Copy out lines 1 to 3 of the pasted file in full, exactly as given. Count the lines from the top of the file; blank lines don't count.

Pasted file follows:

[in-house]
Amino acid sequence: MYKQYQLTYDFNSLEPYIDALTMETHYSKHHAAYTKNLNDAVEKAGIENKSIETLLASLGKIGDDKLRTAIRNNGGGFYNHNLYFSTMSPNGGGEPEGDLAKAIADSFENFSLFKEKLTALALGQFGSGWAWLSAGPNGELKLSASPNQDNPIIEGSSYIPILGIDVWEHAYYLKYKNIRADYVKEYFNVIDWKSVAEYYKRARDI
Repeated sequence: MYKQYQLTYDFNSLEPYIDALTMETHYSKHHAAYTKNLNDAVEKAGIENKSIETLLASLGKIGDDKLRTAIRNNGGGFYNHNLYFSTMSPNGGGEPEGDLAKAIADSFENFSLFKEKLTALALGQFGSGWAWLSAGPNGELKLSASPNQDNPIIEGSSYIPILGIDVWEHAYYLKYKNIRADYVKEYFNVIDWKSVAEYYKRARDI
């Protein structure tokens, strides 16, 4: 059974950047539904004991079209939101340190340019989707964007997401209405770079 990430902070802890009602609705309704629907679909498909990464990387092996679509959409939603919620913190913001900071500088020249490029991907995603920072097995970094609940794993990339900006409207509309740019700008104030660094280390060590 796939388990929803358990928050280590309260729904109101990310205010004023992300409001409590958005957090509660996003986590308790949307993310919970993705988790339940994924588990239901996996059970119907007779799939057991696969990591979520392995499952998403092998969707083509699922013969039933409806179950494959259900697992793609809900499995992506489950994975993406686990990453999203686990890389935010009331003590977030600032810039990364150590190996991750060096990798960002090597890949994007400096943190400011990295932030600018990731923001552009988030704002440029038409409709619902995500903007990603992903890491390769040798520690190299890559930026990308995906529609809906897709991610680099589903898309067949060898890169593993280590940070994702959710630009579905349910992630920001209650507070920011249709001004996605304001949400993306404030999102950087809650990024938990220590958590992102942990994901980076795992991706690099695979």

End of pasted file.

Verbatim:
[in-house]
Amino acid sequence: MYKQYQLTYDFNSLEPYIDALTMETHYSKHHAAYTKNLNDAVEKAGIENKSIETLLASLGKIGDDKLRTAIRNNGGGFYNHNLYFSTMSPNGGGEPEGDLAKAIADSFENFSLFKEKLTALALGQFGSGWAWLSAGPNGELKLSASPNQDNPIIEGSSYIPILGIDVWEHAYYLKYKNIRADYVKEYFNVIDWKSVAEYYKRARDI
Repeated sequence: MYKQYQLTYDFNSLEPYIDALTMETHYSKHHAAYTKNLNDAVEKAGIENKSIETLLASLGKIGDDKLRTAIRNNGGGFYNHNLYFSTMSPNGGGEPEGDLAKAIADSFENFSLFKEKLTALALGQFGSGWAWLSAGPNGELKLSASPNQDNPIIEGSSYIPILGIDVWEHAYYLKYKNIRADYVKEYFNVIDWKSVAEYYKRARDI